"Your day-to-day life has become so much more dependent on this device," Christopher Bevans says over the phone between casting appointments for his upcoming New York Fashion Week: Men's presentation for Dyne. "How could your apparel, your outfit, your look work in conjunction with your life?" He's recalling a time when he flew from Portland to New York City without his wallet. Luckily, he had his passport on hand for his flight and he managed to depend on his phone for payments, staying in touch and getting around for the duration of his trip.
"Why does my phone have to have that data? Why can't my apparel have that access, too?" Bevans continues. "Why can't I pay for something by swiping my sleeve, or simply being in a position for the reader to read what I have on and know it's me?"
This type of innovation is what Bevans explores with Dyne, his athleisure-leaning, function-and-fit-focused apparel line. Each garment is embedded with a quarter-sized chip with NFC or near-field communication technology — the same connectivity that powers mobile paying services like Apple Pay and Google Wallet — which is known to work faster than Bluetooth. It's also often compared to RFID, another technology heavily used in the fashion industry for identifying counterfeit goods and interactive fitting rooms. What sets NFC apart from RFID, however, is its ability to store data and share it with Android-based devices.
With Dyne's NFC-activated pieces, wearers can learn more about a garment using their phone, view lookbooks and videos, plus listen to a playlist. "We're finding it very useful to communicate abroad with sales associates where English might not be their first language," says Bevans, as Dyne's biggest retail presence is currently in Japan. In addition to NFC technology, the brand's offerings are made up of high-end, smart fabrics with antimicrobial and wicking properties, waterproof fibers and reflectivity. Long-sleeve shirts go for $195 while sweatpants start at $245 and jackets can go for more than $500.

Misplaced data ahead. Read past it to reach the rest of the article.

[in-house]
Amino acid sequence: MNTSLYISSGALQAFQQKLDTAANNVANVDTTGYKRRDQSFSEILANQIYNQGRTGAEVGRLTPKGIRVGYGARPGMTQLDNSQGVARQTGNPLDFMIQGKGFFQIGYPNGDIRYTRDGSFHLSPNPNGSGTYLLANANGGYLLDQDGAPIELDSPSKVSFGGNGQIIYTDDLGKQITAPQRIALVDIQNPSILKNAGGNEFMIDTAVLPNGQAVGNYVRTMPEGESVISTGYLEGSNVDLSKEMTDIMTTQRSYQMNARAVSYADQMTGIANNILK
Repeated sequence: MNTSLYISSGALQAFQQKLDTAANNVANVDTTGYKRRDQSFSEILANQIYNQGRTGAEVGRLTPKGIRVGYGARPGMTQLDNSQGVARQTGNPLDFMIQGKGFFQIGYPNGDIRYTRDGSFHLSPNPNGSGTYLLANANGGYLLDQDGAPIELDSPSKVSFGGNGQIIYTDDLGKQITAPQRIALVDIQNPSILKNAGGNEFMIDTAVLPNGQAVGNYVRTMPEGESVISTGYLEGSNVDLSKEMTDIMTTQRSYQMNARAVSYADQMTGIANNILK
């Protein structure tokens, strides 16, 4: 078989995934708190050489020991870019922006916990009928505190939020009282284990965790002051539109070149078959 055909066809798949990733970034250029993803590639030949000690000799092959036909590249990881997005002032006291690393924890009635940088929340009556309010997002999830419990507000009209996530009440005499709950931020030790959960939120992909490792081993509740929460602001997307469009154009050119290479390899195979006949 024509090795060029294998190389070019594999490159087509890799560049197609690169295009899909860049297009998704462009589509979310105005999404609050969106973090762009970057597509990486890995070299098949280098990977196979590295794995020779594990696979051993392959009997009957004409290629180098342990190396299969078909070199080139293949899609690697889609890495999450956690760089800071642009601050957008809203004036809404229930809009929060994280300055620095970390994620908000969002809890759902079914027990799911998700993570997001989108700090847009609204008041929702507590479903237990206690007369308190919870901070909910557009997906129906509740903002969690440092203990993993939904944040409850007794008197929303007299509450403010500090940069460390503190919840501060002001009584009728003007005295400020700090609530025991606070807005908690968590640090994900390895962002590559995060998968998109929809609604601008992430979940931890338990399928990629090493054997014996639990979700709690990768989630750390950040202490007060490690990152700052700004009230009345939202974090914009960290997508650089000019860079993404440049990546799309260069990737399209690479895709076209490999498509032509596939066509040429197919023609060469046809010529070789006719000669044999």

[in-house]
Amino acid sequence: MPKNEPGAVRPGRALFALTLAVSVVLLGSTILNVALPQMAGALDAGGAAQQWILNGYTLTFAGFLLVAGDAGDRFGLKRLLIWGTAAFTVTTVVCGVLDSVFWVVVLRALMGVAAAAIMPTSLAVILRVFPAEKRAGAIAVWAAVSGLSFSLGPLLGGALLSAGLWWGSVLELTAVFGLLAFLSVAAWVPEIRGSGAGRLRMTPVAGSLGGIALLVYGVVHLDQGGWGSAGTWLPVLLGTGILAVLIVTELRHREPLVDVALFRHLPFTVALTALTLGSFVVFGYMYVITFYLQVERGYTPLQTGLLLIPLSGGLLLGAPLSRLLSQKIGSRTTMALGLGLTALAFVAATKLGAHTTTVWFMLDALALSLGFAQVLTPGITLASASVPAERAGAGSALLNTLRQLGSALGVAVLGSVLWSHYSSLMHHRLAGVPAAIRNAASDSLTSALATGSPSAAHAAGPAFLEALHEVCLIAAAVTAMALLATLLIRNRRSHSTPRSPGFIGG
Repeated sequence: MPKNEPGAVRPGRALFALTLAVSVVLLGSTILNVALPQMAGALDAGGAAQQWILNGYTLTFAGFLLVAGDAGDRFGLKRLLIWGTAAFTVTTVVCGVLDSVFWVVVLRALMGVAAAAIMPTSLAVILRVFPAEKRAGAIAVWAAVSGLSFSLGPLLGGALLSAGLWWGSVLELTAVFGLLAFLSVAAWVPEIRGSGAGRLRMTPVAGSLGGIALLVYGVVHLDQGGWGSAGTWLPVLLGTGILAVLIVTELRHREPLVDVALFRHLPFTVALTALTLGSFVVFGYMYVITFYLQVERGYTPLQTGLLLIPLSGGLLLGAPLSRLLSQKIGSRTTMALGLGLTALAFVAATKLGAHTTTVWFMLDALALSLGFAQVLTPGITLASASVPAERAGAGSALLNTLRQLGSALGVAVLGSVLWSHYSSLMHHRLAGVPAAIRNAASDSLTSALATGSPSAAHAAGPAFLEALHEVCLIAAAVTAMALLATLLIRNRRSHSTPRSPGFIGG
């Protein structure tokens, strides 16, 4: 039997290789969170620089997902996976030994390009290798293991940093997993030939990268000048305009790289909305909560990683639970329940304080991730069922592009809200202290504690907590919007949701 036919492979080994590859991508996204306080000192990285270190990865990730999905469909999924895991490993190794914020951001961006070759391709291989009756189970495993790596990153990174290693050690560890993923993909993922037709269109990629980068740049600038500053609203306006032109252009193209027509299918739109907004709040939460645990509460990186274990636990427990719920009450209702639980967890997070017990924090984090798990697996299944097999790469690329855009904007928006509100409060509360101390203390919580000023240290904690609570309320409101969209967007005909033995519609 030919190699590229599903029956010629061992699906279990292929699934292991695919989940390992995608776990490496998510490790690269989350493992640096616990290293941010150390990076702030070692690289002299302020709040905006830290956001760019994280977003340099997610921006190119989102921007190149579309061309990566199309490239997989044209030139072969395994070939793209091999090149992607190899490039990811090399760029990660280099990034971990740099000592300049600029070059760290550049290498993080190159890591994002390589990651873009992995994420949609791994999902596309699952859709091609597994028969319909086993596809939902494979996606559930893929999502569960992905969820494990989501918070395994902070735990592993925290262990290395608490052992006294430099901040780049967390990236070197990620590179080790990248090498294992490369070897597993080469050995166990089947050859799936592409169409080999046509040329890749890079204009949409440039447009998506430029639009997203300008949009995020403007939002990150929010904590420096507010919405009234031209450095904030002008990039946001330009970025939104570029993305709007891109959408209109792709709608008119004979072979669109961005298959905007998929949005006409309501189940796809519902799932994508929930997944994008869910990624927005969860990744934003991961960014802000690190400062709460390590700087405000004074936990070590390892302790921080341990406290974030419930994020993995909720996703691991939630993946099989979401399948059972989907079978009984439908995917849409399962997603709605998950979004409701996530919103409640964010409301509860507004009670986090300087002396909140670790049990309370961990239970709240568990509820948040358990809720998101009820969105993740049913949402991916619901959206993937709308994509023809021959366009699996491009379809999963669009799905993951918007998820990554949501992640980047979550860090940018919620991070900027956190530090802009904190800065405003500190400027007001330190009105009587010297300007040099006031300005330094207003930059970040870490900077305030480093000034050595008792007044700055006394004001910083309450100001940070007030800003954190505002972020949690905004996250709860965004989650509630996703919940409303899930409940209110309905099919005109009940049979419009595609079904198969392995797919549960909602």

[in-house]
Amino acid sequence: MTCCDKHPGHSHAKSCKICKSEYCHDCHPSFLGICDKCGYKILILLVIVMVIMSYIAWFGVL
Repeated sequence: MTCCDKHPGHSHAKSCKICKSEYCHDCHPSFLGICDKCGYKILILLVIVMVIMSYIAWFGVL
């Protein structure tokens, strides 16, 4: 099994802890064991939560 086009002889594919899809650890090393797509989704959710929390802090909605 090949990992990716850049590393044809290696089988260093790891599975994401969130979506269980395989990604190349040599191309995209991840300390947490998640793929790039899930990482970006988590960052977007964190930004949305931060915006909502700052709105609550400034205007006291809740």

Dyne was a concept that Bevans incubated for a while before he launched the line in late 2014. "It's really everything about my love of sport, technology and fabrics coming all together in one brand," he says. "I wanted to make clothes that are functional but still very tailored and stylish — and that you can still wear it out and still be on the pitch if you want to." The grandson of a seamstress and the son of a professional soccer player, tailoring and sports are in Bevans's blood. He grew up in Rochester, always surrounded by sewing machines and fabrics, and apprenticed with a tailor while he was in high school. When Bevans moved to New York City, one of his first jobs was at the famed Mood Fabrics, where he learned about textiles, sourcing and how to put fabric stories together. By the early 2000s, he earned a design gig at Sean John (where he met designers Dao-Yi Chow and Maxwell Osborne who would later found Public School), eventually moving on to work with celebrity clientele, like Kanye West, while at Rocawear.
By 2006, Bevans was poached by Nike and moved to Portland to design direct its global urban apparel, spearheading projects with athlete greats like LeBron James and Roger Federer, as well as starting the global brand's subdivision Nike Sportswear, or NSW. Currently, Bevans runs Dyne alongside a slew of consulting projects out of his own design studio in Portland. "I really enjoy being there and I love the outdoors that Portland has to offer," he says. "We're testing a lot of our gear in all of the conditions out there. We have snow in the mountains, it rains and we have hot summers. We really push the limit."
On a snowy Tuesday afternoon, Bevans made his New York Fashion Week: Men's debut, fittingly held at the Samsung 837 space. Models showed off Dyne's fall 2017 collection while each holding a Samsung phone to highlight the clothing's NFC capabilities. Some models also had what appeared to be flash tattoos — though they looked less flowery and more like the type of gold outlines you'd see on computer chips. It's a collaboration with DuoSkin, a temporary on-skin user interface from students of the MIT Media Lab where Bevans is a director's fellow under Joi Ito. Similarly to Dyne's garments, the metallic tattoos can share data with your phone via NFC technology.
Despite its smart capabilities, don't label Dyne as wearable tech, which Bevans says is a phrase that's "thrown around a lot" in the fashion industry. "Wearable tech should seamlessly integrate in our lifestyle versus being an added feature that impedes your daily movements and things that you do," he says. "I see it as clothes becoming more intuitive to our surroundings, our wireless devices, our homes, our cars. We're challenging textiles to become smarter. The time is right for us and what we're doing."
See Dyne's fall 2017 collection from New York Fashion Week: Men's in the gallery below.